The Panic Reveals So Much: Elon Musk, Twitter, and the Digital Public Sphere

On March 26, Tesla CEO Elon Musk tweeted “Given that Twitter serves as the de facto public town square, failing to adhere to free speech principles fundamentally undermines democracy.” Shortly after, he used Twitter’s polling function to ask users if they believed Twitter “rigorously adheres” to the principles of free speech. Two million followers responded, with 70 percent answering “No.” A reply to his own tweet enjoined, “The consequences of this poll will be important. Please vote carefully.”

Less than two weeks later, Musk revealed a 9.2 percent stake in Twitter, becoming the platform’s largest individual stakeholder and goosing the stock price 25 percent (after a six-month slide). Initially, Musk seemed poised to take a seat on Twitter’s board of directors on April 9. A seat on the board (which already consists of millionaires and billionaires) would have capped Musk’s ownership at 14.9 percent.

Since that announcement, however, Musk has withdrawn from the board option, and pivoted toward hostile takeover. By not accepting the board seat, Musk is free to acquire unlimited shares, and is absolved of any fiduciary duty to act in Twitter’s subjective “best interest,” which may actually free him up to act in the public’s, instead.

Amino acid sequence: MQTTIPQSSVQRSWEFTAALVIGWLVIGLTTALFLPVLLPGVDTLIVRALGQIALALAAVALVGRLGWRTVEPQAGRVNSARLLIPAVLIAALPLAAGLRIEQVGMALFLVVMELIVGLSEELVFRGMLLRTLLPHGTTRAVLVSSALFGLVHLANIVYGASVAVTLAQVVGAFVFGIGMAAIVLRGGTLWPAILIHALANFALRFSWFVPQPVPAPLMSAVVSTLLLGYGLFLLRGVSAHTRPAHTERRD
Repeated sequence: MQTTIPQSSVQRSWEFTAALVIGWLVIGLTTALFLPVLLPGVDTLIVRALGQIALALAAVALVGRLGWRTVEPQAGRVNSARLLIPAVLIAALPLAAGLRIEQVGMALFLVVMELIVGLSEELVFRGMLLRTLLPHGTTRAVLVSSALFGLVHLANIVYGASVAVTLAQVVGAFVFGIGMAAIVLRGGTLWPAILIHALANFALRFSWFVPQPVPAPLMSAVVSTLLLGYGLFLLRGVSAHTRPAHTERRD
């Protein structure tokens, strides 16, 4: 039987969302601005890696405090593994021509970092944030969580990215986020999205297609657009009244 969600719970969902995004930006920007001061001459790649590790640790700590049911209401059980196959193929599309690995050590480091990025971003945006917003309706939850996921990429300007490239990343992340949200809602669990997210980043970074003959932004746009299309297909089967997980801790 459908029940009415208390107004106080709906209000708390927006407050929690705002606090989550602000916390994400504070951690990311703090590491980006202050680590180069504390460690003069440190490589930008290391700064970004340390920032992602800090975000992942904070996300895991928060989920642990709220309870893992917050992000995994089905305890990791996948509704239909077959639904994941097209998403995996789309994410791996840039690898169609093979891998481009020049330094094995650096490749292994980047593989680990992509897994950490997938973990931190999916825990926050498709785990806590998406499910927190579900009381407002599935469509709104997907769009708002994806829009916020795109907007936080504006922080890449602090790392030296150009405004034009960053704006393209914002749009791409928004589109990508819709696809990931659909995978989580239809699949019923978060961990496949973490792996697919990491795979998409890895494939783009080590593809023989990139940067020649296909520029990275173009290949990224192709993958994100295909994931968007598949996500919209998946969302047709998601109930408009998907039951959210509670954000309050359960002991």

Reactions to his acquisition, and subsequent offer, were predictably divided along partisan lines. 

Heavily left commenters portrayed the purchase as a supervillain-esque attempt to manipulate national discourse, by policing content less. Former cabinet secretary Robert Reich predictably but astoundingly inverted reality when he called Musk’s vision for “an ‘uncontrolled’ internet,” “the dream of every dictator, strongman and demagogue.”

The Washington Post, itself wholly owned by Amazon billionaire Jeff Bezos, published a confusing collection of tirades lamenting Musk’s stake as a blow to “equity and accountability” at Twitter. Journalists and academics are among Twitter’s most devoted users, and a commitment to free speech would endanger their cultishly curated Twittersphere with actual liberalism.

Others, who appreciate Musk’s often-libertarian counter narrative, hoped the influence of a “free speech absolutist” would return some ideological balance to Twitter. Free speech stalwart Glenn Greenwald tracked “panicked” mainstream media reactions, quipping, “They’re only petrified that the *wrong* billionaire,” might control the platform, “one who may not censor for them.” 

In the latest development, Musk has offered to buy Twitter outright and take the company private. According to his offer letter, Musk believes in Twitter’s “potential to be the platform for free speech around the globe,” but that it “will not serve this societal imperative in its current form.” 

Twitter Bias and Censorship

Is Musk right? Has Twitter’s “current form” has become incompatible with free speech? Musk has been publicly critical of current CEO Parag Agrawal, even comparing him to Joseph Stalin after dredging up a 2018 interview in which Agrawal, then Twitter’s head of tech, said the company should, “focus less on thinking about free speech,” noting, “where our role is particularly emphasized is who can be heard…how we direct people’s attention” [emphasis added]. It isn’t hard to see why libertarian-leaning Musk would be incensed.